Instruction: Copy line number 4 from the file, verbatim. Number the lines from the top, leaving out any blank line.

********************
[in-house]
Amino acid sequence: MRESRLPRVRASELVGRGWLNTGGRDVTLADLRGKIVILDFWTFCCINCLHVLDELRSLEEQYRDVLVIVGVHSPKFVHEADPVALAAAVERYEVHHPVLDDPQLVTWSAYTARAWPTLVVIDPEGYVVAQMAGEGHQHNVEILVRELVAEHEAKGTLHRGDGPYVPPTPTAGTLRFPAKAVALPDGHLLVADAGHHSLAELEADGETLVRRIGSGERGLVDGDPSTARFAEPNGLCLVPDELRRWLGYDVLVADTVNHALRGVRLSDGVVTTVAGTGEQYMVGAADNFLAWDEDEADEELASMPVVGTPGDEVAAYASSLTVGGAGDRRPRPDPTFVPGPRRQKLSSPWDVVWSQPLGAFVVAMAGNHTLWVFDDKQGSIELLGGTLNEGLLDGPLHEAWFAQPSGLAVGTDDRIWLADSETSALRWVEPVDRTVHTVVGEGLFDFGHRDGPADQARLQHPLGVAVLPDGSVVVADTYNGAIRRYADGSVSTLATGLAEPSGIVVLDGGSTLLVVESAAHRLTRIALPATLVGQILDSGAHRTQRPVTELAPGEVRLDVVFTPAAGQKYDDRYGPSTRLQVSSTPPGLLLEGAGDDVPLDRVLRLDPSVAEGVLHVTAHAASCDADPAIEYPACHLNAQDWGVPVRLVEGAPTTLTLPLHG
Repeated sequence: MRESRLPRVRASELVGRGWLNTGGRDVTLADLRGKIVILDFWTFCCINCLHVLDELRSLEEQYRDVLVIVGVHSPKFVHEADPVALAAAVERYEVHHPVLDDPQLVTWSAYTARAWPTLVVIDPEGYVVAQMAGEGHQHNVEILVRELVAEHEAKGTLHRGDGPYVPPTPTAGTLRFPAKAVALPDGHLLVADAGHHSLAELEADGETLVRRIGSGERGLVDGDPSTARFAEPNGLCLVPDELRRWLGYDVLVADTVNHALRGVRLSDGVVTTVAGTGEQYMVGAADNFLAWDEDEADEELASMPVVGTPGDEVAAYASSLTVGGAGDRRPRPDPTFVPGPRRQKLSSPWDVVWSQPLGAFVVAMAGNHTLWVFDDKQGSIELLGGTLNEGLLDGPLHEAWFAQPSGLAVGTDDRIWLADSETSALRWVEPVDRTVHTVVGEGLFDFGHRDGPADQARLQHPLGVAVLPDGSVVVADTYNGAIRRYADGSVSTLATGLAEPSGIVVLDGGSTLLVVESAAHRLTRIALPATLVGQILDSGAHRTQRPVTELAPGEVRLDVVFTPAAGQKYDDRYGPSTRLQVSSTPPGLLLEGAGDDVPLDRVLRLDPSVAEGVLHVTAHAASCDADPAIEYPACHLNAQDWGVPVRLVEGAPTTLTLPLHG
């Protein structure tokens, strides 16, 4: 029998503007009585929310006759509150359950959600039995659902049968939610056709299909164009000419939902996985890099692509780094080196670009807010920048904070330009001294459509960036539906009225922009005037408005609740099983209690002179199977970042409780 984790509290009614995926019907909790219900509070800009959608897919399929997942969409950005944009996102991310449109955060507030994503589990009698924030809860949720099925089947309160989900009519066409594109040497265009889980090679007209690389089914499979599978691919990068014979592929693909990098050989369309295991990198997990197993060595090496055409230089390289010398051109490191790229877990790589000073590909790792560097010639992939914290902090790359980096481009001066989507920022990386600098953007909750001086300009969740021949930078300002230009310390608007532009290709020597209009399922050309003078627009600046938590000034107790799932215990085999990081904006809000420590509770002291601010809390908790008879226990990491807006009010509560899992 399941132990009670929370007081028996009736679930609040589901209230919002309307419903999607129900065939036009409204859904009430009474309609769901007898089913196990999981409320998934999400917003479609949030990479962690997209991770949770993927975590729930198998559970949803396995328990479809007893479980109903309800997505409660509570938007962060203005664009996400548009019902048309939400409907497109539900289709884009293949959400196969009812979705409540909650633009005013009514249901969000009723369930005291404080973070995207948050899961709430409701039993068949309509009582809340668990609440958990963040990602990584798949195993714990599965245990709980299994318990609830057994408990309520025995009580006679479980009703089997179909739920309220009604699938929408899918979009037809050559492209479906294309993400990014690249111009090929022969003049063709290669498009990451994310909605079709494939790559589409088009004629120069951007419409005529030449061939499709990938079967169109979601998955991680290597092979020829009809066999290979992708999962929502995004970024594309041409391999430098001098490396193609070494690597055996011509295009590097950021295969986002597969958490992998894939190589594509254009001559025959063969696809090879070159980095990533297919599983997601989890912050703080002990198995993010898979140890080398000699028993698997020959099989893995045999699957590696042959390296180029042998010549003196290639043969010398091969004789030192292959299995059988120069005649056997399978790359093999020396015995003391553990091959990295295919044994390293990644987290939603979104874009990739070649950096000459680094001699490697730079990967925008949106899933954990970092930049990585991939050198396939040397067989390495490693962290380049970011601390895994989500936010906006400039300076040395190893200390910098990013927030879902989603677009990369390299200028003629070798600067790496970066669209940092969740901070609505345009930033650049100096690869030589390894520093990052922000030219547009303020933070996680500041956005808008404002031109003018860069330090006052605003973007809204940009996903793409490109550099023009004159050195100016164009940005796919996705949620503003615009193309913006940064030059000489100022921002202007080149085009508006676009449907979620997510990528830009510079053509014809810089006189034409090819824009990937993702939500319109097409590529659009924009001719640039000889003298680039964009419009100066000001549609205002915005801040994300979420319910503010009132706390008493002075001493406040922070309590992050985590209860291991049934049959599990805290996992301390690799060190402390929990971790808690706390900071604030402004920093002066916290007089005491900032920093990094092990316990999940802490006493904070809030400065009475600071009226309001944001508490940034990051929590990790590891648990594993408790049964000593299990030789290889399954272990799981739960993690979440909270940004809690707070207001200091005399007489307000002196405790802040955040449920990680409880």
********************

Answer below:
């Protein structure tokens, strides 16, 4: 029998503007009585929310006759509150359950959600039995659902049968939610056709299909164009000419939902996985890099692509780094080196670009807010920048904070330009001294459509960036539906009225922009005037408005609740099983209690002179199977970042409780 984790509290009614995926019907909790219900509070800009959608897919399929997942969409950005944009996102991310449109955060507030994503589990009698924030809860949720099925089947309160989900009519066409594109040497265009889980090679007209690389089914499979599978691919990068014979592929693909990098050989369309295991990198997990197993060595090496055409230089390289010398051109490191790229877990790589000073590909790792560097010639992939914290902090790359980096481009001066989507920022990386600098953007909750001086300009969740021949930078300002230009310390608007532009290709020597209009399922050309003078627009600046938590000034107790799932215990085999990081904006809000420590509770002291601010809390908790008879226990990491807006009010509560899992 399941132990009670929370007081028996009736679930609040589901209230919002309307419903999607129900065939036009409204859904009430009474309609769901007898089913196990999981409320998934999400917003479609949030990479962690997209991770949770993927975590729930198998559970949803396995328990479809007893479980109903309800997505409660509570938007962060203005664009996400548009019902048309939400409907497109539900289709884009293949959400196969009812979705409540909650633009005013009514249901969000009723369930005291404080973070995207948050899961709430409701039993068949309509009582809340668990609440958990963040990602990584798949195993714990599965245990709980299994318990609830057994408990309520025995009580006679479980009703089997179909739920309220009604699938929408899918979009037809050559492209479906294309993400990014690249111009090929022969003049063709290669498009990451994310909605079709494939790559589409088009004629120069951007419409005529030449061939499709990938079967169109979601998955991680290597092979020829009809066999290979992708999962929502995004970024594309041409391999430098001098490396193609070494690597055996011509295009590097950021295969986002597969958490992998894939190589594509254009001559025959063969696809090879070159980095990533297919599983997601989890912050703080002990198995993010898979140890080398000699028993698997020959099989893995045999699957590696042959390296180029042998010549003196290639043969010398091969004789030192292959299995059988120069005649056997399978790359093999020396015995003391553990091959990295295919044994390293990644987290939603979104874009990739070649950096000459680094001699490697730079990967925008949106899933954990970092930049990585991939050198396939040397067989390495490693962290380049970011601390895994989500936010906006400039300076040395190893200390910098990013927030879902989603677009990369390299200028003629070798600067790496970066669209940092969740901070609505345009930033650049100096690869030589390894520093990052922000030219547009303020933070996680500041956005808008404002031109003018860069330090006052605003973007809204940009996903793409490109550099023009004159050195100016164009940005796919996705949620503003615009193309913006940064030059000489100022921002202007080149085009508006676009449907979620997510990528830009510079053509014809810089006189034409090819824009990937993702939500319109097409590529659009924009001719640039000889003298680039964009419009100066000001549609205002915005801040994300979420319910503010009132706390008493002075001493406040922070309590992050985590209860291991049934049959599990805290996992301390690799060190402390929990971790808690706390900071604030402004920093002066916290007089005491900032920093990094092990316990999940802490006493904070809030400065009475600071009226309001944001508490940034990051929590990790590891648990594993408790049964000593299990030789290889399954272990799981739960993690979440909270940004809690707070207001200091005399007489307000002196405790802040955040449920990680409880």